I arrived just as the "campground full" sign went up. I was about to ask where else I could camp when the host said, "I've got one RV site left. You can have it but it's $28 per night". I showed my senior pass and the price dropped to $14/night! So, here I am a week later, counting my blessings.
Throughout my "walkabout" in our national parks, I have been amazed at the bounty of fresh air, healthful activities, excellent ranger-lead programming, interesting stories from folks all over the U.S. and abroad, and the deep silence at night - heavenly. The real estate can't be beat - oh, did I mention the views? This image appeared just after the sun set on my first night. A highlight of my stay was lying in a meadow at the rim, watching the Perseied meteor shower.
Crater Lake is open year-round and hosts 400,000 visitors each year. The park covers 183,000 acres; the lake represents only 7% of the area. In winter, folks cross-country ski or snowshoe around the lake - it takes 3 - 4 days to do so as they have to route around avalanche areas. Between September and early June, Park personnel plow an annual snowfall of 44 feet of snow - they can only plow 1/4 mile a day because they also have to cart it away.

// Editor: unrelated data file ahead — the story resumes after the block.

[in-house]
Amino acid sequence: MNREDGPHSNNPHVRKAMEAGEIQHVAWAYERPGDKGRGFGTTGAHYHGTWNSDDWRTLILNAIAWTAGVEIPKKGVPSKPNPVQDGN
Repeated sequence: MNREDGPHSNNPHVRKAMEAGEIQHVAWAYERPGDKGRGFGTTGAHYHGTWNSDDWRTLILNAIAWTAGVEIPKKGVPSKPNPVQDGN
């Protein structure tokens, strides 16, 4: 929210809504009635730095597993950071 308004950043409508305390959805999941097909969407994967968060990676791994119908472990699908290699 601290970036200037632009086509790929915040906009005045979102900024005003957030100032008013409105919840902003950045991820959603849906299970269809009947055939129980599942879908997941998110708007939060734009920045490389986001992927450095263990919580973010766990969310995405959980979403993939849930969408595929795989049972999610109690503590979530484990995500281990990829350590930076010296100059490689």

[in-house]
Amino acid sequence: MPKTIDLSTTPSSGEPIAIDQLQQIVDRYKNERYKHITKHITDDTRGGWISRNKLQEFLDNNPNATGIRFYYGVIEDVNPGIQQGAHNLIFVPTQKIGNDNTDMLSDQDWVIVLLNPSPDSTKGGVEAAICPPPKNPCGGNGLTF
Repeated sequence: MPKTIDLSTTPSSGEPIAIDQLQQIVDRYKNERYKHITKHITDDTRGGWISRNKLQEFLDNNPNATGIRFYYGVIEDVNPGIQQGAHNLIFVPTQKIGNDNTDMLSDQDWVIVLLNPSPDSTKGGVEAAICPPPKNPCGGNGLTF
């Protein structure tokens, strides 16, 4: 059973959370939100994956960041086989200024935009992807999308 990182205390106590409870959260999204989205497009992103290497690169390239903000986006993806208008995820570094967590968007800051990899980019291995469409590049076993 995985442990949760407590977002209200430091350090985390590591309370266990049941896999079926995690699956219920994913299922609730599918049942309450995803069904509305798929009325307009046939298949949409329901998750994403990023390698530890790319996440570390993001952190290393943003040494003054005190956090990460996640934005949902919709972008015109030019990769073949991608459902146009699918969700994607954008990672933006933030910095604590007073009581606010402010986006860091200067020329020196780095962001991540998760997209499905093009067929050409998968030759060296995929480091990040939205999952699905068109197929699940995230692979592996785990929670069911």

Now, the cost to taxpayers. 200 rangers are on staff during the busy summer months (I'm not sure about the winter staffing). Add in "search and rescue" and infrastructure maintenance. All this for - Crater Lake's annual budget is only $5 million! Do you think park superintendents should run health care systems?